• External collets – an external collet is, in essence, a sleeve, usually with a cylindrical internal surface and a conical external surface. External collets are the most commonly used type of collet. They hold the external surface of the tool or workpiece that’s being clamped such as a drill bit shank.
  • Internal collets – an internal collet is presented in the form of a truncated cone, which has been drilled and threaded along the centreline. They expand inside the desired objects, securing them in place or holding two separate items, such as telescoping tubes, together. They are most often used to hold workpieces securely from the inside while the surface of the workpiece is machined on the outside.

Advantages and disadvantages of collets

Collets find a wide variety of uses for a host of reasons, but like all workholding options, they have their advantages and disadvantages when compared with the chuck alternatives.

Advantages of collets:

Lightweight – Collets are a modern, lightweight clamping option when compared to chucks. Their light weight allows them to accelerate up to higher speeds than rotary-type chucks. Collets are also less affected by centrifugal force, making them a more accurate and reliable choice for high-speed machining.

Faster set-up time – Additionally, their springy construction and functional design makes collets much quicker and easier to set up than jaw chucks. Their fast-clamping action and quick-release mechanism will save you even more time when changing similarly sized tooling.

Secure workholding – Collets offer a more secure workholding solution than jaw chucks, as there is an almost continuous and equal amount of pressure exerted on the circumference of the shaft by way of the collet nut. This tight concentricity allows for greater accuracy and improved rigidity when in use, reducing runout and helping to prolong tool life. Not to mention this also produces a better finish for your workpiece.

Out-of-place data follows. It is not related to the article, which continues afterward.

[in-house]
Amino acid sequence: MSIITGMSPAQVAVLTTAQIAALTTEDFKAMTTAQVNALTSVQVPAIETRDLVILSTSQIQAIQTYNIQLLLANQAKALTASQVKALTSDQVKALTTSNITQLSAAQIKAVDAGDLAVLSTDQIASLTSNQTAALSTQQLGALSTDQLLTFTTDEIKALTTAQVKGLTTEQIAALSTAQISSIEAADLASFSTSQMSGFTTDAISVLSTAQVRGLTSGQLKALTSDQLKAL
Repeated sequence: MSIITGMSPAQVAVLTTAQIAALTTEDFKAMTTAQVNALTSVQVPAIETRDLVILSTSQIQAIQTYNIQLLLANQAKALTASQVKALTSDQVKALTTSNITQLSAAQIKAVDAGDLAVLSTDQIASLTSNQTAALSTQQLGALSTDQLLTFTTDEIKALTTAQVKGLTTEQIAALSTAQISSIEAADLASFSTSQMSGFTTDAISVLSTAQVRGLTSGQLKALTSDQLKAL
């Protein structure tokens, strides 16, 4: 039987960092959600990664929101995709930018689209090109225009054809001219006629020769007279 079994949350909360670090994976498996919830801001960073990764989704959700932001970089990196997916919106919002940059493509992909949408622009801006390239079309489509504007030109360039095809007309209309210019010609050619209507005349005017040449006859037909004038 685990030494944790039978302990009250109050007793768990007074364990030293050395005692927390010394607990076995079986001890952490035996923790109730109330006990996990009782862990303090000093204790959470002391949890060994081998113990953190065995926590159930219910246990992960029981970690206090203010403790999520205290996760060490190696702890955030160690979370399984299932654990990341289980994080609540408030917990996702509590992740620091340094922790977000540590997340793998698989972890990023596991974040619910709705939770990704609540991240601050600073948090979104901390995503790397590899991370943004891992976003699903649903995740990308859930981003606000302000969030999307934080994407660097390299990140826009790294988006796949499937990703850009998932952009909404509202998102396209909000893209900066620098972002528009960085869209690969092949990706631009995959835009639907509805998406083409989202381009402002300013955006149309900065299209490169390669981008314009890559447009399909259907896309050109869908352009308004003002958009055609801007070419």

Clamp small diameters – Collets give you the ability to clamp smaller diameters than chucks. They excel at clamping parts with extremely small diameters, allowing for versatile workholding options across a wide range of applications. Custom collets can be used for off-centre turning or holding irregular-shaped parts.

Some more benefits include:

  • Less affected by centrifugal force
  • Tight concentricity

Disadvantages of collets

Collets are limited in the range of workpiece sizes they can accommodate and are ideally suited for repetitive jobs where the clamping requirements don’t vary greatly. They are also better suited for clamping tooling with longer shanks and workpieces with consistent diameters.

Where are collets used?

While metalworking utilises the broadest range of collet varieties, collets are used in a surprising number of applications:


In woodworking, collets are used in various handheld and machine-operated rotating tools, from drill presses to routers. Furthermore, collets are also used to secure larger woodworking pieces during machining. Collets are favoured in woodworking applications as they are hardwearing and ideal for performing repetitive tasks.


Collets have a variety of applications in the metalworking industry. Their ability to secure small-diameter precision parts operating at very high speeds makes them especially suited to this type of work. Equally, their fast setup and release times make them ideal for use with multiple tools of a similar size.     

Craft hobbies

Collets aren’t just used in industrial workholding. Hobbyist, artists, and craftspeople use tiny collets to secure interchangeable parts within handheld tools such as craft knives, drills, and files.  


Another use for tiny collets is in watchmaking, where watchmakers use collets that are sized in 0.1mm increments to secure the delicate workpieces to their lathes.

Combustion engines

Collets are used within combustion engines to regulate engine valves. Also known as valve locks, keepers, or clips, the collet attaches to the valve through the spring retainer and sits between the valve spring and the valve.


Collets are used in the semiconductor industry to pick up a die from a wafer after a die-cutting process.